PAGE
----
myth of progress

Social progress, which is closely tied to the notion of modernity, has been a core belief of the so-called Western world since, possibly, the French Revolution. It is not without merit, but simplistic assertions that modern Western political systems are the best can obscure the central role played by technology.

The ancient myth of progress

Similar notions of the march of civilisation against ignorance no doubt upheld the Roman Empire, but did not ultimately help it to prevail against the far stronger forces controlling history.  While many a man has tried to define or advance what was seen as social progress, the values of whatever modernity he believed in, the fact remains that the only real authority sufficient to define any type of social progress is history itself.

If you look at history, almost all attitudes, value systems, beliefs and ideologies are transitory. They are not becoming more humane or less humane as we stride into the future, but are merely becoming different or else regressing, as is inevitable, to forms that have already been witnessed over and over again. Almost all the brutality, conquest, insanity and recklessness of the ancient world is still practiced in the modern world on a daily basis. From such an observation, we may say we have found “human nature” and proclaim that we can never change humanity.

Myth of progress versus reality of technological change

The only thing that has consistently built up, or progressed, throughout history is the body of knowledge actually available to human beings, and the technological know-how to accomplish ever greater things. It is a myth that the knowledge of the Romans was lost at the end of their Empire. Much was indeed lost, and the Roman value system and state was destroyed. But it did not take very long before new inventions were being revealed that even the Romans had not developed. The stirrup, for example. Consider that for all the advanced qualities of the Roman Empire, their armed forces would not have been much of a match for the Normans, who essentially emerged from the so-called Dark Ages, so it is a myth to say the fall of Rome was a setback for civilisation. The Romans would have been pitifully incapable of defeating Medieval castles, which shows how much more advanced the so-called barbarians became, and in quite a short time-frame. Rome itself had become stagnant, conceited, dependent on slavery, producing no inventions at all over several centuries. It was high time that it be sacked, and so sacking it was in actual fact an accomplishment for the historical canon. That’s how it should be perceived.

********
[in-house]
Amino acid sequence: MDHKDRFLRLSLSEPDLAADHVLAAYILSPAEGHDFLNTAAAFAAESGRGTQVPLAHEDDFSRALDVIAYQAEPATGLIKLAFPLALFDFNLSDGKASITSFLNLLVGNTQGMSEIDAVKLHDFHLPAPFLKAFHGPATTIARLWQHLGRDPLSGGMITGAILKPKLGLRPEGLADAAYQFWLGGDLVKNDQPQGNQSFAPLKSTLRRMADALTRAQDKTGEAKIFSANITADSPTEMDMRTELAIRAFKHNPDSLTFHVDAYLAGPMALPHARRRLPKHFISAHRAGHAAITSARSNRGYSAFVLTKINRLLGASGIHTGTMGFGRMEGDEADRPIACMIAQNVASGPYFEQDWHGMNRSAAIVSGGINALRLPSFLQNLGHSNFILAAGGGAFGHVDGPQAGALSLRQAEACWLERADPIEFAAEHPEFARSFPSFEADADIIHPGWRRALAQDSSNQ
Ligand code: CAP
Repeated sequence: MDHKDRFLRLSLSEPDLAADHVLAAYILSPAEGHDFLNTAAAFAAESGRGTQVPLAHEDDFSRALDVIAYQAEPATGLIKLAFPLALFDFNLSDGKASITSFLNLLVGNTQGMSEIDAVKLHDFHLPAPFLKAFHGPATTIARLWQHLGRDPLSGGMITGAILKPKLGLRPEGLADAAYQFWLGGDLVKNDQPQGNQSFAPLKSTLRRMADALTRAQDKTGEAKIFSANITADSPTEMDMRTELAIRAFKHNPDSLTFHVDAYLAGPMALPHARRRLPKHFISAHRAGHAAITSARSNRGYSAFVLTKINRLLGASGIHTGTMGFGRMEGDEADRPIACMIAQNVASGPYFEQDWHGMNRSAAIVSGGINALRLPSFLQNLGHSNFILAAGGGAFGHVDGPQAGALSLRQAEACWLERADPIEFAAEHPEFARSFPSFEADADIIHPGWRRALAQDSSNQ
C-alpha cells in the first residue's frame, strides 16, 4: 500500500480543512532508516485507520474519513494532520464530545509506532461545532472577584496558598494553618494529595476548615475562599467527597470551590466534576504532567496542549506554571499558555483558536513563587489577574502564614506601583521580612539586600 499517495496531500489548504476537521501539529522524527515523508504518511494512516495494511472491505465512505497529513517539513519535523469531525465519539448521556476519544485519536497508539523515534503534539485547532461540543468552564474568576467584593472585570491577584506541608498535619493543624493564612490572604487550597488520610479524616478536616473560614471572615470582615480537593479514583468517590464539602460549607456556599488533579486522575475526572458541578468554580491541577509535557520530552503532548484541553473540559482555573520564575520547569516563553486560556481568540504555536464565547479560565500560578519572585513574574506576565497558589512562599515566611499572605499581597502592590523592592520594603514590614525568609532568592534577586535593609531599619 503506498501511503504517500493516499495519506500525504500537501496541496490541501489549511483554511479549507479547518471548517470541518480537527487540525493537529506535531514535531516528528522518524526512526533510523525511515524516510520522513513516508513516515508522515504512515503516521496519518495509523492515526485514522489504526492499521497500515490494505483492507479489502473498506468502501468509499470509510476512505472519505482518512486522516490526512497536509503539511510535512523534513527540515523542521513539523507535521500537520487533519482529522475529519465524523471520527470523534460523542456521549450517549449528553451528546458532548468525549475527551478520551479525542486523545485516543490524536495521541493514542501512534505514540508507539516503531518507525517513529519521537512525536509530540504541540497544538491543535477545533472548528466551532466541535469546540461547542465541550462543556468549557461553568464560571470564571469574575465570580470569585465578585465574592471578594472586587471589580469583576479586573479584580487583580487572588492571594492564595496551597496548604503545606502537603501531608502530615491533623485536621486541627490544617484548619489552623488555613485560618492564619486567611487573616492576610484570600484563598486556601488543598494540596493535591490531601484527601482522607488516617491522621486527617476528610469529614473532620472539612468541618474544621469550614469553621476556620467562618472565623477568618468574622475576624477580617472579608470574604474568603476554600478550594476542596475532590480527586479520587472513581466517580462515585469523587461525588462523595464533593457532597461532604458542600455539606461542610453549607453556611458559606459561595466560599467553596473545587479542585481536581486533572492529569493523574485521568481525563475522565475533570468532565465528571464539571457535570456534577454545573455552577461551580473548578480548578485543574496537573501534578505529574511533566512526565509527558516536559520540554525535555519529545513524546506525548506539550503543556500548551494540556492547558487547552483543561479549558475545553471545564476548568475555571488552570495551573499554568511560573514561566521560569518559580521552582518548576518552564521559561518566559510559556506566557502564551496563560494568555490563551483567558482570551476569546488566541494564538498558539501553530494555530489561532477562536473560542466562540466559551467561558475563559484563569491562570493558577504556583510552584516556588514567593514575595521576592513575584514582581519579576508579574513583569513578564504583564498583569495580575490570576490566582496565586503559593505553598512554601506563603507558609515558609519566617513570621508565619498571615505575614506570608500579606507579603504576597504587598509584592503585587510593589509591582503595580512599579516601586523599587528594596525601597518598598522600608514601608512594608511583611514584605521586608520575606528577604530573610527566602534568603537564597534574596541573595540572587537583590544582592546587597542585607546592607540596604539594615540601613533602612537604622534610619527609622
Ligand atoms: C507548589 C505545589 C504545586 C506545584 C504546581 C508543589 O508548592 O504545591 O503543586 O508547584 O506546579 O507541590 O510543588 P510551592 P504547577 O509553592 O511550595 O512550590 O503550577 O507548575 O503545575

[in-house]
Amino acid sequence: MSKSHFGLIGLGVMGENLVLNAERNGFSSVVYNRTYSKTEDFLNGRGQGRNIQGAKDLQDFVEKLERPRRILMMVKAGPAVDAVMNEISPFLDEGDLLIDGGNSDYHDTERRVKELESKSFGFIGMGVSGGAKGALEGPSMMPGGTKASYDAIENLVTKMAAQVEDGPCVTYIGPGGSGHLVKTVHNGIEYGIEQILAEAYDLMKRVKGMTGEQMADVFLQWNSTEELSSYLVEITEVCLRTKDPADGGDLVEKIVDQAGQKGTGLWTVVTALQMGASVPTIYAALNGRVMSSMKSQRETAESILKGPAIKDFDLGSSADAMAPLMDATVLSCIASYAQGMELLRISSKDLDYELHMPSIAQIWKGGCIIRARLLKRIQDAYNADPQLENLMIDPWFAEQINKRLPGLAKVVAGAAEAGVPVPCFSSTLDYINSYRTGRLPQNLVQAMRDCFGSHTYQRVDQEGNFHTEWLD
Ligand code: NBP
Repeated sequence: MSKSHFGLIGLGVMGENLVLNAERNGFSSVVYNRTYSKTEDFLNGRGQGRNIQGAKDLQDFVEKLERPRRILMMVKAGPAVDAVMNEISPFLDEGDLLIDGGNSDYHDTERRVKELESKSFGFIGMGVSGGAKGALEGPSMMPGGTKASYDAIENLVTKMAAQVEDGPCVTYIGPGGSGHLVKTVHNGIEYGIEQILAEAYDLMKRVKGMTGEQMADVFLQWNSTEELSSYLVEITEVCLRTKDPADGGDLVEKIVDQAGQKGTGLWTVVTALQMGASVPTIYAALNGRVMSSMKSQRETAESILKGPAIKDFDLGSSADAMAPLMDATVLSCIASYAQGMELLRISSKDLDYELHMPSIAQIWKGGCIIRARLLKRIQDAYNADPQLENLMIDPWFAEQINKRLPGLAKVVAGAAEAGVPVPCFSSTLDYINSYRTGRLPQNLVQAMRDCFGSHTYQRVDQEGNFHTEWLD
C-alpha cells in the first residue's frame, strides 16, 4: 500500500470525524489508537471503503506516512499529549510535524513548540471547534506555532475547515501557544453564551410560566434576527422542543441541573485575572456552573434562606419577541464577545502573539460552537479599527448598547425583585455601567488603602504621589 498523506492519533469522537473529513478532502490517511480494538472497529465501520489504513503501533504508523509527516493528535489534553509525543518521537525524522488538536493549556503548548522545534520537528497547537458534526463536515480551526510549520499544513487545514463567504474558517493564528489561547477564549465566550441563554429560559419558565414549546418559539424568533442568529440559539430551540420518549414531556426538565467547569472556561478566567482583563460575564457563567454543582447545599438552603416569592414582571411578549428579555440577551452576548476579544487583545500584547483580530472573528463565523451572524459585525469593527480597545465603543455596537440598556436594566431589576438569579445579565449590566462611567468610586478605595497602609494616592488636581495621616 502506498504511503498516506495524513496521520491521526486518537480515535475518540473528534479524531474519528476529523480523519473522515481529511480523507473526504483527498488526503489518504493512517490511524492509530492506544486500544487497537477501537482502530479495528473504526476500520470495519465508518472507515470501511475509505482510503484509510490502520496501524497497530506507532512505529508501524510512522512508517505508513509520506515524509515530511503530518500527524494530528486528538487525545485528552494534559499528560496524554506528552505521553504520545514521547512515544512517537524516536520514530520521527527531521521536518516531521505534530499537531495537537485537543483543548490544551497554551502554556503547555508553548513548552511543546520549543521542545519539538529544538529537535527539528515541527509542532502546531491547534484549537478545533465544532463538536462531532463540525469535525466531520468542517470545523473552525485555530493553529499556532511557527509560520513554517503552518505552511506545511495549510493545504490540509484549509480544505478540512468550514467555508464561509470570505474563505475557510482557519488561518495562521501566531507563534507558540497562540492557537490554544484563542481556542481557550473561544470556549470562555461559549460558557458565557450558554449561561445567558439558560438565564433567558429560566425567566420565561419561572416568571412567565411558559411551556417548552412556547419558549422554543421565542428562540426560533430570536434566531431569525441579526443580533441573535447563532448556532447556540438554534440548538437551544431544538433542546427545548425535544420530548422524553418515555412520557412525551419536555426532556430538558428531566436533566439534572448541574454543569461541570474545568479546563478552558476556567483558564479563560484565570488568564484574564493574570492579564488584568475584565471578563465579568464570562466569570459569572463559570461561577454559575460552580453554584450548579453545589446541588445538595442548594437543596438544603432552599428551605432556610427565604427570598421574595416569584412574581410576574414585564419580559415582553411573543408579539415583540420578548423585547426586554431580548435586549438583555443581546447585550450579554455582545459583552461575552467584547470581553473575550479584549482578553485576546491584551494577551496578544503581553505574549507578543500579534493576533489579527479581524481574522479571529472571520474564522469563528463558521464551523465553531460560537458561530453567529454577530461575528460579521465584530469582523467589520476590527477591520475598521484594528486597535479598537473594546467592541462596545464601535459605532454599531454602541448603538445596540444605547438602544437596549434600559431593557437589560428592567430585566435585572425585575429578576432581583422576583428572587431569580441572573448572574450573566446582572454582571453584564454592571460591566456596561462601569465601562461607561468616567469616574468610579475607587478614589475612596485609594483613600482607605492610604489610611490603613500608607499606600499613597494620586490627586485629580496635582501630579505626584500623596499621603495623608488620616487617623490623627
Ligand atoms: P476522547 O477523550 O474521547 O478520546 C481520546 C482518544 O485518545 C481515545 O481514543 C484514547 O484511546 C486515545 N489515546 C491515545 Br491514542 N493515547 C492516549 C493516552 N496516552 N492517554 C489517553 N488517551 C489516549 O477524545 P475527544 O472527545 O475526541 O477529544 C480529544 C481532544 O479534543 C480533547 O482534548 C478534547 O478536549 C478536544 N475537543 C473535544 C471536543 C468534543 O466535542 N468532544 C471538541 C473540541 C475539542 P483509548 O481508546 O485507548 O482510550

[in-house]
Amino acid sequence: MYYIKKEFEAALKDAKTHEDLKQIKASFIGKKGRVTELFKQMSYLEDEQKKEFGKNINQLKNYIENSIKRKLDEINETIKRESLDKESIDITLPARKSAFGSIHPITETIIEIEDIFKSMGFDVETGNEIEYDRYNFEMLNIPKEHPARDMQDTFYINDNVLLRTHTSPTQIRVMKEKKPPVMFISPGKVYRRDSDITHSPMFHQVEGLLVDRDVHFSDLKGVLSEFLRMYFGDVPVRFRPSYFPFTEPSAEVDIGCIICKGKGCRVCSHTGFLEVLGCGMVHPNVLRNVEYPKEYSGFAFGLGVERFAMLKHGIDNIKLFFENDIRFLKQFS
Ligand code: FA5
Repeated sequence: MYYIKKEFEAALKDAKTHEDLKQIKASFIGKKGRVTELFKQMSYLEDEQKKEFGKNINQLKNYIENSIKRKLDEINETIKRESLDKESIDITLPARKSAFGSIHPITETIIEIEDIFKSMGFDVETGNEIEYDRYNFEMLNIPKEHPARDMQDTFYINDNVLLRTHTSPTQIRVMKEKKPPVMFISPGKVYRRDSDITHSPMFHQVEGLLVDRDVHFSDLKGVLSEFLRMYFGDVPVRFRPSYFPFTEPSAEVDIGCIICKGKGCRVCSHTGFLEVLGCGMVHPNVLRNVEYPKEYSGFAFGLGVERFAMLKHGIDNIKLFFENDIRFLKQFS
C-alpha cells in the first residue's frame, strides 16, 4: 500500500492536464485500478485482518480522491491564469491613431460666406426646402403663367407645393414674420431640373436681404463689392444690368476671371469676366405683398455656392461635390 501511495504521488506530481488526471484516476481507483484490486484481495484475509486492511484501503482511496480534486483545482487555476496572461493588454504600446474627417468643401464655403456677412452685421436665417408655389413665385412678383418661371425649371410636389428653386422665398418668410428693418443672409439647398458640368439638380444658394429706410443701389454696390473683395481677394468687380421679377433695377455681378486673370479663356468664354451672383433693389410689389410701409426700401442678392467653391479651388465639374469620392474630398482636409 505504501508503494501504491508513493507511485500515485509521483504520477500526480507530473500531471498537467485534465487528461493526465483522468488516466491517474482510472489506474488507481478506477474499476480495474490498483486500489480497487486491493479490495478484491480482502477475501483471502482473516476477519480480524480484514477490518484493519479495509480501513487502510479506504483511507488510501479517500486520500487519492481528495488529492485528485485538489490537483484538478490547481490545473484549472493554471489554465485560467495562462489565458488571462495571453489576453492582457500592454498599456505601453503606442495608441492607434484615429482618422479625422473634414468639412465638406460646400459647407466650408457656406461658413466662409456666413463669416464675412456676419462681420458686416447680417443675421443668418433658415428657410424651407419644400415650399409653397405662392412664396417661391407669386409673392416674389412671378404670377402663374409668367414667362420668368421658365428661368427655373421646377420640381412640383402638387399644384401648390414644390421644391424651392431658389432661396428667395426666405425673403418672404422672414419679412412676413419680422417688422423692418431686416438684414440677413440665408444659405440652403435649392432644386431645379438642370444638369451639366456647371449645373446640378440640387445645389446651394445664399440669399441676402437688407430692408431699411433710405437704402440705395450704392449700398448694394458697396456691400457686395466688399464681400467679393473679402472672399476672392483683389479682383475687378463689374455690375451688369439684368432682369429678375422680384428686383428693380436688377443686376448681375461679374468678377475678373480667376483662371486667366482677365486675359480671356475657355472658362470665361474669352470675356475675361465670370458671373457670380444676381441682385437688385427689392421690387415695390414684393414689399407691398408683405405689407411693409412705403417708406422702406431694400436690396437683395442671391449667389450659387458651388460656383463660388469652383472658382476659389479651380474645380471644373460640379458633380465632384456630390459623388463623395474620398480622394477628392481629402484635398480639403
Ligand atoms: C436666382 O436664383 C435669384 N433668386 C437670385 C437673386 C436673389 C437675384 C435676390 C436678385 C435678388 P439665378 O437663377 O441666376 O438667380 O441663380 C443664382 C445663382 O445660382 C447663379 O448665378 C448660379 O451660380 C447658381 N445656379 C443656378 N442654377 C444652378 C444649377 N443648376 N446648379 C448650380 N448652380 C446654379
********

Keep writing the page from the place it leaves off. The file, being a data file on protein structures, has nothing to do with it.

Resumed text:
It is true that there is a sort of “human nature”, but it isn’t some formula that all people are allegedly following. By such a term we can only hope to describe the totality of how people and cultures seem to interact. There are some behaviours that have never been shed, since the earliest of human ancestors first learned how to beat one another with a stick. All sorts of people, whether feral or civilised, seem to resort to the same behaviour.

The only “social progress” that happens is technological and knowledge-based. The latter can be essentially anchored in faith structures, myths and literature that serve as a kind of collective reforming mechanism of humanity, but the latter can also inevitably fail or become corrupted.

The myth of progress hides the need to change the species

One philosophy that can be reached, if we accept technology as the sole medium of genuine social progress, is transhumanism. Rather than trying to develop new doomed cultural fabrics, cities, organisations, constitutions, and all sorts of other play in order to reform humanity’s character, a more permanent solution may be to simply surgically correct the human animal in order to make him reform.

Barbarity, recklessness, ignorance, and all the vices that lead to cruelty, overpopulation and collapse, could be done away with by editing humanity’s genetic code if necessary. And, science permit us, using brain-machine-interfaces to expand the intellect and eradicate very undesirable and antisocial behaviour. Such fundamental change, rather than creating yet more laws, books, CCTV cameras, and riot police, would be true social progress. It would not simply be forgotten or doomed to decay, because it would have leveled up humankind on every possible scale at which we can study ourselves.

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